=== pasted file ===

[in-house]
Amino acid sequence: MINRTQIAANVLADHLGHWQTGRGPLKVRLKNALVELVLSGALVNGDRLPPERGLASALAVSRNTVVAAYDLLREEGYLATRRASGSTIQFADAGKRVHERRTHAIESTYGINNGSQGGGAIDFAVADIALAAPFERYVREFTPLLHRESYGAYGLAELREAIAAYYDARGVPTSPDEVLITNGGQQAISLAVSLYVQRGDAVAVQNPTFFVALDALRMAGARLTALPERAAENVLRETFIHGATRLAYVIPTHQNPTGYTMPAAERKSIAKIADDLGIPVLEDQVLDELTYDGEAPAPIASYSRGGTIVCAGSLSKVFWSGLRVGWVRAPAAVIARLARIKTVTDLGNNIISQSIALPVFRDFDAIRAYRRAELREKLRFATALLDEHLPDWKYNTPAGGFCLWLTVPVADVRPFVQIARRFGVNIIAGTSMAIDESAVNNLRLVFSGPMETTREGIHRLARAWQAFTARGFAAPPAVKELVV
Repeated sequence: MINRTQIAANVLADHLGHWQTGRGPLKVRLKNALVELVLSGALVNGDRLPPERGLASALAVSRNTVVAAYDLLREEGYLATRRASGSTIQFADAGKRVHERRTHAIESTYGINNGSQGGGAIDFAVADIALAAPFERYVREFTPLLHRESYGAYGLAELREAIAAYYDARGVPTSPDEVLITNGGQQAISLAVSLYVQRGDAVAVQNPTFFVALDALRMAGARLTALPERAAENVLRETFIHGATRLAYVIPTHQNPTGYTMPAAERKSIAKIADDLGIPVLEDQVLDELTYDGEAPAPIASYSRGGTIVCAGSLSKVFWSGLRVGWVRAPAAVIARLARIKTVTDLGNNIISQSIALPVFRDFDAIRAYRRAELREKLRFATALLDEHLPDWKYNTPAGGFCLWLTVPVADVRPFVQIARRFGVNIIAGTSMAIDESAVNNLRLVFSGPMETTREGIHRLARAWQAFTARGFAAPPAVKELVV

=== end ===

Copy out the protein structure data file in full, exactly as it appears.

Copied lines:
[in-house]
Amino acid sequence: MINRTQIAANVLADHLGHWQTGRGPLKVRLKNALVELVLSGALVNGDRLPPERGLASALAVSRNTVVAAYDLLREEGYLATRRASGSTIQFADAGKRVHERRTHAIESTYGINNGSQGGGAIDFAVADIALAAPFERYVREFTPLLHRESYGAYGLAELREAIAAYYDARGVPTSPDEVLITNGGQQAISLAVSLYVQRGDAVAVQNPTFFVALDALRMAGARLTALPERAAENVLRETFIHGATRLAYVIPTHQNPTGYTMPAAERKSIAKIADDLGIPVLEDQVLDELTYDGEAPAPIASYSRGGTIVCAGSLSKVFWSGLRVGWVRAPAAVIARLARIKTVTDLGNNIISQSIALPVFRDFDAIRAYRRAELREKLRFATALLDEHLPDWKYNTPAGGFCLWLTVPVADVRPFVQIARRFGVNIIAGTSMAIDESAVNNLRLVFSGPMETTREGIHRLARAWQAFTARGFAAPPAVKELVV
Repeated sequence: MINRTQIAANVLADHLGHWQTGRGPLKVRLKNALVELVLSGALVNGDRLPPERGLASALAVSRNTVVAAYDLLREEGYLATRRASGSTIQFADAGKRVHERRTHAIESTYGINNGSQGGGAIDFAVADIALAAPFERYVREFTPLLHRESYGAYGLAELREAIAAYYDARGVPTSPDEVLITNGGQQAISLAVSLYVQRGDAVAVQNPTFFVALDALRMAGARLTALPERAAENVLRETFIHGATRLAYVIPTHQNPTGYTMPAAERKSIAKIADDLGIPVLEDQVLDELTYDGEAPAPIASYSRGGTIVCAGSLSKVFWSGLRVGWVRAPAAVIARLARIKTVTDLGNNIISQSIALPVFRDFDAIRAYRRAELREKLRFATALLDEHLPDWKYNTPAGGFCLWLTVPVADVRPFVQIARRFGVNIIAGTSMAIDESAVNNLRLVFSGPMETTREGIHRLARAWQAFTARGFAAPPAVKELVV